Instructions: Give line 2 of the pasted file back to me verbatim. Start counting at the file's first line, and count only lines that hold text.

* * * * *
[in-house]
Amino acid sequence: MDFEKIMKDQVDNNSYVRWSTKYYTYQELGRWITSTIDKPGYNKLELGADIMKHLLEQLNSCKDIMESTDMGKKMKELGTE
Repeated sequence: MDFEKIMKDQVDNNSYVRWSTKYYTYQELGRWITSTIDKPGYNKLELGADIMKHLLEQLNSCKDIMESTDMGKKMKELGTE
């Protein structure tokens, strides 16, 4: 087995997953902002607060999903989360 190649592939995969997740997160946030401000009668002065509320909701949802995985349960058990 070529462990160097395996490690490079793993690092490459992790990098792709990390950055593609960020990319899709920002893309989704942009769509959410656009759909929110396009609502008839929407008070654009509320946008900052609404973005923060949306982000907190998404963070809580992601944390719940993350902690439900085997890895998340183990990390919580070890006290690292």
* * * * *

Amino acid sequence: MDFEKIMKDQVDNNSYVRWSTKYYTYQELGRWITSTIDKPGYNKLELGADIMKHLLEQLNSCKDIMESTDMGKKMKELGTE